I am a PhD-level consultant designing, implementing and optimizing bespoke mathematical models, algorithms and numerical simulations. My ten years of international experience at the crossroads of applied mathematics and programming allow me to find the algorithm best suited to your situation, or to optimize codes that crunch a lot of numbers to improve speed, reliability and accuracy (cf. http://mathieu.bouville.name/en/science/numerical-programming.html).
I have worked in fields as varied as materials science and applied physics; investing, personal finance and financial planning; renewable energy and energy savings; sport statistics (and I am always interested in working in new domains).
I have a doctorate degree from the University of Michigan. I co-authored 15 scientific articles on mathematical modeling and numerical simulations, including two as first author in Physical Review Letters.
Mathematical modeling: An introduction — Mathematical modeling means taking a concrete problem, and solving it through math, be it by solving equations or developing custom software doing calculations. Modeling may replace experiments or complement them.
A player, a computer and a mathematician try to solve a sudoku puzzle — A sudoku puzzle can be solved by deduction, by brute force or by turning it into a different problem, depending on whether you are a player, a computer or a mathematician.
Monte Carlo simulations: from physics to financial planning — Monte Carlo simulations have diverse applications in physics, materials science, investing, etc. They are used in situations where randomness plays a part (or which can be treated as such).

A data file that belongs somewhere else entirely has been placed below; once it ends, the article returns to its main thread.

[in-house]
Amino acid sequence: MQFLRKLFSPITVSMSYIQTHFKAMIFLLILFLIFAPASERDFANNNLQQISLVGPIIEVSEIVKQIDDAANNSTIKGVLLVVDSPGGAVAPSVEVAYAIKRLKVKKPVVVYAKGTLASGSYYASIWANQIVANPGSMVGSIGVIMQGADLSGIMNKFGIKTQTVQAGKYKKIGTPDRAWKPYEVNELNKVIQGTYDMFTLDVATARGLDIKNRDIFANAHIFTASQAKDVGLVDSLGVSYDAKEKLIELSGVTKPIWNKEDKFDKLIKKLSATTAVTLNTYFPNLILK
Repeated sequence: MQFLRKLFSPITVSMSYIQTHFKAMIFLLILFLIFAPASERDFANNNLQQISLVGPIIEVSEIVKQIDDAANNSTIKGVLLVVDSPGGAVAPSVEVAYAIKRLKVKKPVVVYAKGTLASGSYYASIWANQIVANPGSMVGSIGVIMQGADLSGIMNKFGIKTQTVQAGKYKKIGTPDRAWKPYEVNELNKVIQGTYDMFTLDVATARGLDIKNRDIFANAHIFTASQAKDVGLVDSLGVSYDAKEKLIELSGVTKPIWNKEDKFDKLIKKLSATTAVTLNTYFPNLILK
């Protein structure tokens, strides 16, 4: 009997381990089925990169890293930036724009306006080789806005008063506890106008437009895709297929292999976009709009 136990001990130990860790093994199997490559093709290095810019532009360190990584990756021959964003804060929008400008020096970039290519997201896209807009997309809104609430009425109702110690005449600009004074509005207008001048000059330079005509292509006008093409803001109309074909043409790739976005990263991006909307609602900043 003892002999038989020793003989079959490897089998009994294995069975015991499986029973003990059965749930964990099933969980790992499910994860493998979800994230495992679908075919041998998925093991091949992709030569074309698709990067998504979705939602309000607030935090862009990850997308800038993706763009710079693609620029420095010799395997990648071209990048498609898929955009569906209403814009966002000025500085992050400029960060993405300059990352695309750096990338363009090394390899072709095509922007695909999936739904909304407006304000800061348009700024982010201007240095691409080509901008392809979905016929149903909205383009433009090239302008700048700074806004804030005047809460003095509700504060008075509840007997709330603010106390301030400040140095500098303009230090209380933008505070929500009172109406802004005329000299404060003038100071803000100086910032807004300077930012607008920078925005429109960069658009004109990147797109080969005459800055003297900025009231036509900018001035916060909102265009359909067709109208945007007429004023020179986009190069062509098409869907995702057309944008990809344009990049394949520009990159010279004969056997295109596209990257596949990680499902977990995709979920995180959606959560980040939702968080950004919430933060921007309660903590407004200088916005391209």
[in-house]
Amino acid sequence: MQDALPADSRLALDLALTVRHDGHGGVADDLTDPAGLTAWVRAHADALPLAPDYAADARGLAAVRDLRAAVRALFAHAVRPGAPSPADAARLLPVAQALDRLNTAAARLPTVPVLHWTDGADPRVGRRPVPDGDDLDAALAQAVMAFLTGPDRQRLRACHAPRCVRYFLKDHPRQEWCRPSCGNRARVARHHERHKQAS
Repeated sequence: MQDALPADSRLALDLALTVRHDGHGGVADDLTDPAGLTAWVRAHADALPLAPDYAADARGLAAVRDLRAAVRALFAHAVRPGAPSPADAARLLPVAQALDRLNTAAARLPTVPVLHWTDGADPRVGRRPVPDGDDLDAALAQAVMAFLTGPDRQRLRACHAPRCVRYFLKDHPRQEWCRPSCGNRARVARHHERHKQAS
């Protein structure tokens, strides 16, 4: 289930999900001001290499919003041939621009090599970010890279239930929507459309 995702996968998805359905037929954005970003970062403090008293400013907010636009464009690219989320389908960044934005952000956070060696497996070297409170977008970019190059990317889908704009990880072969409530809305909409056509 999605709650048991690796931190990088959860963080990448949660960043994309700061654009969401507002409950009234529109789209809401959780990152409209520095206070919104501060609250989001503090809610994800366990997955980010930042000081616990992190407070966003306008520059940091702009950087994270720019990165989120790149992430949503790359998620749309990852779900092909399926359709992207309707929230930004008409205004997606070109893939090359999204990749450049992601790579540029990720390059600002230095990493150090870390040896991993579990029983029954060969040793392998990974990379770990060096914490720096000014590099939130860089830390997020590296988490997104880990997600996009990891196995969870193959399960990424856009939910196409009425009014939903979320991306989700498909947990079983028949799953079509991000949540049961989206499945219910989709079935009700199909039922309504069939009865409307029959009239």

How to implement calculations efficiently and accurately — Programmers know how to improve the speed and robustness of their codes. However, when a program does a lot of calculations, new problems arise and new solutions are needed.
At the University of Cambridge, I developed a new, faster (factor 100) computer simulation method within the framework of Monte Carlo lattice model to predict polymer glass-transition temperatures.
In order to better control dopant diffusion during device processing, I studied the effect of stress on point defects in semiconductors in collaboration with mechanical engineers.
Working closely with experimentalists, I designed a mathematical model to determine under what conditions pits would form in heteroepitaxial semiconductor thin films. [Phys. Rev. B 70, 235312 (2004)]
On a project I initiated, I showed how various parameters affect the interplay between martensite and pearlite formation in steel (which cannot be done experimentally). [Phys. Rev. Lett. 97, 055701 (2006)]
Collaborating with experimentalists, I used phase-field simulations to explain how alloying may stabilize polycrystalline thin films and dramatically enhance their performance. [Phys. Rev. Lett. 98, 085503 (2007)]